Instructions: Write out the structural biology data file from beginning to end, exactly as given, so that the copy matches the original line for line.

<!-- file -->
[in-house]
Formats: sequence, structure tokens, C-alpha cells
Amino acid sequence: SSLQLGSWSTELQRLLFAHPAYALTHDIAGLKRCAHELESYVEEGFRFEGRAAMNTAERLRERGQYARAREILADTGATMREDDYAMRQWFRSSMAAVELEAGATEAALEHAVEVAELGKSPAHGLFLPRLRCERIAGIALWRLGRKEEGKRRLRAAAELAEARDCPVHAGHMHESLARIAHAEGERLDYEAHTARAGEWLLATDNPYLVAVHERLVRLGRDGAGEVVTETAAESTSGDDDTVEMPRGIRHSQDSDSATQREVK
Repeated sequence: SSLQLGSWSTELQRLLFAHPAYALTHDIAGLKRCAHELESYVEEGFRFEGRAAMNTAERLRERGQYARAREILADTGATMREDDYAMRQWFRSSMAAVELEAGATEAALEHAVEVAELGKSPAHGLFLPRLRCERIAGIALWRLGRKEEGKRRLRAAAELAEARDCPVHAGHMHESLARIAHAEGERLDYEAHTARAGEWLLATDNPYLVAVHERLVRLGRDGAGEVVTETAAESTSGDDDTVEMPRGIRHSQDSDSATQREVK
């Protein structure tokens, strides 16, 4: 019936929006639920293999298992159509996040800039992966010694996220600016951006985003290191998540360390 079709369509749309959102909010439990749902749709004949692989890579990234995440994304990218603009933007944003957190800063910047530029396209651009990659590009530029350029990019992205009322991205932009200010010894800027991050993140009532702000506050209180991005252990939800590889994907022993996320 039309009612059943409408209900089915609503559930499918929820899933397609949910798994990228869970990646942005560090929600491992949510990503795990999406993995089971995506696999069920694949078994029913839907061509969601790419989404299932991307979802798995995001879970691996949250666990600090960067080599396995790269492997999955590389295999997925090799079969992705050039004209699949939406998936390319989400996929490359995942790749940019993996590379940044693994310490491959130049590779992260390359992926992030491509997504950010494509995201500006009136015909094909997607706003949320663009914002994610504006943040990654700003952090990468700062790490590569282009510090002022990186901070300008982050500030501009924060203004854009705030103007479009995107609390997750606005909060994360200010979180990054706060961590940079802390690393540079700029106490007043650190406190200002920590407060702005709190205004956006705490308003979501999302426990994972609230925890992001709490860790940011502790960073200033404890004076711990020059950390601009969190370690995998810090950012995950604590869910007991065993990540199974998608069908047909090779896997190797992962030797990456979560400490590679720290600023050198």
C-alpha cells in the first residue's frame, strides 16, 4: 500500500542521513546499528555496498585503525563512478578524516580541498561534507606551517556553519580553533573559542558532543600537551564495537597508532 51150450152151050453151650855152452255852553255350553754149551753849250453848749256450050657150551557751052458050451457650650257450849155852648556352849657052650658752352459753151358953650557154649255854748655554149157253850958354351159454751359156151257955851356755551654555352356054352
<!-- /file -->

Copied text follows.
[in-house]
Formats: sequence, structure tokens, C-alpha cells
Amino acid sequence: SSLQLGSWSTELQRLLFAHPAYALTHDIAGLKRCAHELESYVEEGFRFEGRAAMNTAERLRERGQYARAREILADTGATMREDDYAMRQWFRSSMAAVELEAGATEAALEHAVEVAELGKSPAHGLFLPRLRCERIAGIALWRLGRKEEGKRRLRAAAELAEARDCPVHAGHMHESLARIAHAEGERLDYEAHTARAGEWLLATDNPYLVAVHERLVRLGRDGAGEVVTETAAESTSGDDDTVEMPRGIRHSQDSDSATQREVK
Repeated sequence: SSLQLGSWSTELQRLLFAHPAYALTHDIAGLKRCAHELESYVEEGFRFEGRAAMNTAERLRERGQYARAREILADTGATMREDDYAMRQWFRSSMAAVELEAGATEAALEHAVEVAELGKSPAHGLFLPRLRCERIAGIALWRLGRKEEGKRRLRAAAELAEARDCPVHAGHMHESLARIAHAEGERLDYEAHTARAGEWLLATDNPYLVAVHERLVRLGRDGAGEVVTETAAESTSGDDDTVEMPRGIRHSQDSDSATQREVK
């Protein structure tokens, strides 16, 4: 019936929006639920293999298992159509996040800039992966010694996220600016951006985003290191998540360390 079709369509749309959102909010439990749902749709004949692989890579990234995440994304990218603009933007944003957190800063910047530029396209651009990659590009530029350029990019992205009322991205932009200010010894800027991050993140009532702000506050209180991005252990939800590889994907022993996320 039309009612059943409408209900089915609503559930499918929820899933397609949910798994990228869970990646942005560090929600491992949510990503795990999406993995089971995506696999069920694949078994029913839907061509969601790419989404299932991307979802798995995001879970691996949250666990600090960067080599396995790269492997999955590389295999997925090799079969992705050039004209699949939406998936390319989400996929490359995942790749940019993996590379940044693994310490491959130049590779992260390359992926992030491509997504950010494509995201500006009136015909094909997607706003949320663009914002994610504006943040990654700003952090990468700062790490590569282009510090002022990186901070300008982050500030501009924060203004854009705030103007479009995107609390997750606005909060994360200010979180990054706060961590940079802390690393540079700029106490007043650190406190200002920590407060702005709190205004956006705490308003979501999302426990994972609230925890992001709490860790940011502790960073200033404890004076711990020059950390601009969190370690995998810090950012995950604590869910007991065993990540199974998608069908047909090779896997190797992962030797990456979560400490590679720290600023050198």
C-alpha cells in the first residue's frame, strides 16, 4: 500500500542521513546499528555496498585503525563512478578524516580541498561534507606551517556553519580553533573559542558532543600537551564495537597508532 51150450152151050453151650855152452255852553255350553754149551753849250453848749256450050657150551557751052458050451457650650257450849155852648556352849657052650658752352459753151358953650557154649255854748655554149157253850958354351159454751359156151257955851356755551654555352356054352